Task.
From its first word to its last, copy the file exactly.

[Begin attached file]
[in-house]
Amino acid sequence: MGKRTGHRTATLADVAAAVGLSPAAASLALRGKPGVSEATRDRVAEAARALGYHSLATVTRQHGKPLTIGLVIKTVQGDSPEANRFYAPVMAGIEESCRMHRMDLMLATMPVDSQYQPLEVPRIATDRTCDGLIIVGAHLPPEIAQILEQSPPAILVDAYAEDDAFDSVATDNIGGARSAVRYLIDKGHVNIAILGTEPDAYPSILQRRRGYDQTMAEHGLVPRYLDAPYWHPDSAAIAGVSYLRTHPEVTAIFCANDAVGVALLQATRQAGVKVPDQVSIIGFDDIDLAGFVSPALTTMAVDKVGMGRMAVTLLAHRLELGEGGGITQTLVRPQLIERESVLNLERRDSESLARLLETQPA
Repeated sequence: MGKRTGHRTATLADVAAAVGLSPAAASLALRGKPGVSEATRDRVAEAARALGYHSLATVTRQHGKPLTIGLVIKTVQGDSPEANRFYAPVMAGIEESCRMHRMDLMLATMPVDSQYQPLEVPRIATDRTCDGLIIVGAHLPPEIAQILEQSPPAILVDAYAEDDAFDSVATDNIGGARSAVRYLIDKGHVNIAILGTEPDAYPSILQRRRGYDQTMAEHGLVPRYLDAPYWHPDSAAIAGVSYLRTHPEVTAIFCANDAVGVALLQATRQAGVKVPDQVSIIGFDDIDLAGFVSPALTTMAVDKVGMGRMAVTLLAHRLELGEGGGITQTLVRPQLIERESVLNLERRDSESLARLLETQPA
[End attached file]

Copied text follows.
[in-house]
Amino acid sequence: MGKRTGHRTATLADVAAAVGLSPAAASLALRGKPGVSEATRDRVAEAARALGYHSLATVTRQHGKPLTIGLVIKTVQGDSPEANRFYAPVMAGIEESCRMHRMDLMLATMPVDSQYQPLEVPRIATDRTCDGLIIVGAHLPPEIAQILEQSPPAILVDAYAEDDAFDSVATDNIGGARSAVRYLIDKGHVNIAILGTEPDAYPSILQRRRGYDQTMAEHGLVPRYLDAPYWHPDSAAIAGVSYLRTHPEVTAIFCANDAVGVALLQATRQAGVKVPDQVSIIGFDDIDLAGFVSPALTTMAVDKVGMGRMAVTLLAHRLELGEGGGITQTLVRPQLIERESVLNLERRDSESLARLLETQPA
Repeated sequence: MGKRTGHRTATLADVAAAVGLSPAAASLALRGKPGVSEATRDRVAEAARALGYHSLATVTRQHGKPLTIGLVIKTVQGDSPEANRFYAPVMAGIEESCRMHRMDLMLATMPVDSQYQPLEVPRIATDRTCDGLIIVGAHLPPEIAQILEQSPPAILVDAYAEDDAFDSVATDNIGGARSAVRYLIDKGHVNIAILGTEPDAYPSILQRRRGYDQTMAEHGLVPRYLDAPYWHPDSAAIAGVSYLRTHPEVTAIFCANDAVGVALLQATRQAGVKVPDQVSIIGFDDIDLAGFVSPALTTMAVDKVGMGRMAVTLLAHRLELGEGGGITQTLVRPQLIERESVLNLERRDSESLARLLETQPA